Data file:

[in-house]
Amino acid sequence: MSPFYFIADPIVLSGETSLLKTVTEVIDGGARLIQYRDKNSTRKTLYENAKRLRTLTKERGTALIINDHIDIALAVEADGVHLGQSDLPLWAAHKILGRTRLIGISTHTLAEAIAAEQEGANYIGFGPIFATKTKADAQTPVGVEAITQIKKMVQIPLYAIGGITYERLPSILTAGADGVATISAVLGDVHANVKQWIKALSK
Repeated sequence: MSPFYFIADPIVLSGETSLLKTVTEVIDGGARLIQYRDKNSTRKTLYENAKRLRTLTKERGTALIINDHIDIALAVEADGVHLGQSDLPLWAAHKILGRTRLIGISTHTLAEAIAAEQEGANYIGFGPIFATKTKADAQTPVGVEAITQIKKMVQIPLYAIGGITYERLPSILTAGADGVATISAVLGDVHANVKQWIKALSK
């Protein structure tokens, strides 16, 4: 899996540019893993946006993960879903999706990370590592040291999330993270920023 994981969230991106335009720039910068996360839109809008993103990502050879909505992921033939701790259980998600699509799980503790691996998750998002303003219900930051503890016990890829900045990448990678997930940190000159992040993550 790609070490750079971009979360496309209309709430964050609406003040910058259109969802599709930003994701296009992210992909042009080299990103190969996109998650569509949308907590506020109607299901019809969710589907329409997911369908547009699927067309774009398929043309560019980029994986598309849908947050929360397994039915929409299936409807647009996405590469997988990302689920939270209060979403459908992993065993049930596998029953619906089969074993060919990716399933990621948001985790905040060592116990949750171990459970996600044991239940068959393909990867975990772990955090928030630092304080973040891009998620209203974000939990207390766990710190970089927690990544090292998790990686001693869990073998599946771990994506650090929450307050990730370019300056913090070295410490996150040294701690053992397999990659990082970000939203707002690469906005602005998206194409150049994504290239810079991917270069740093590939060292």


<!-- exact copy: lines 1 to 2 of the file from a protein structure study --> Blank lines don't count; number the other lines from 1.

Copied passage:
[in-house]
Amino acid sequence: MSPFYFIADPIVLSGETSLLKTVTEVIDGGARLIQYRDKNSTRKTLYENAKRLRTLTKERGTALIINDHIDIALAVEADGVHLGQSDLPLWAAHKILGRTRLIGISTHTLAEAIAAEQEGANYIGFGPIFATKTKADAQTPVGVEAITQIKKMVQIPLYAIGGITYERLPSILTAGADGVATISAVLGDVHANVKQWIKALSK